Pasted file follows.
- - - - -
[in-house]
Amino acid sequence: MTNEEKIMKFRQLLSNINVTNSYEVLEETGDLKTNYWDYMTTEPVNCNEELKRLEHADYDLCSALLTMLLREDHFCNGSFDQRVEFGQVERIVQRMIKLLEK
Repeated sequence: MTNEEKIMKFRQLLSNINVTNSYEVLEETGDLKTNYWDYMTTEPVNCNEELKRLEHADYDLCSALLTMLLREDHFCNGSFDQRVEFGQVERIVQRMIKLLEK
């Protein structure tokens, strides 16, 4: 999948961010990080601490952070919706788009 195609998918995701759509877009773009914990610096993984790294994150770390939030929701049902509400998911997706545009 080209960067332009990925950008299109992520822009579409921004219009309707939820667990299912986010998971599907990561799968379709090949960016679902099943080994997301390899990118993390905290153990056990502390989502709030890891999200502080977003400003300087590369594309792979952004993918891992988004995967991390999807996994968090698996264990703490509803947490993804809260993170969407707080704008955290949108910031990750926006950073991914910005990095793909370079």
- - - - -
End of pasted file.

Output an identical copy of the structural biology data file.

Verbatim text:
[in-house]
Amino acid sequence: MTNEEKIMKFRQLLSNINVTNSYEVLEETGDLKTNYWDYMTTEPVNCNEELKRLEHADYDLCSALLTMLLREDHFCNGSFDQRVEFGQVERIVQRMIKLLEK
Repeated sequence: MTNEEKIMKFRQLLSNINVTNSYEVLEETGDLKTNYWDYMTTEPVNCNEELKRLEHADYDLCSALLTMLLREDHFCNGSFDQRVEFGQVERIVQRMIKLLEK
């Protein structure tokens, strides 16, 4: 999948961010990080601490952070919706788009 195609998918995701759509877009773009914990610096993984790294994150770390939030929701049902509400998911997706545009 080209960067332009990925950008299109992520822009579409921004219009309707939820667990299912986010998971599907990561799968379709090949960016679902099943080994997301390899990118993390905290153990056990502390989502709030890891999200502080977003400003300087590369594309792979952004993918891992988004995967991390999807996994968090698996264990703490509803947490993804809260993170969407707080704008955290949108910031990750926006950073991914910005990095793909370079």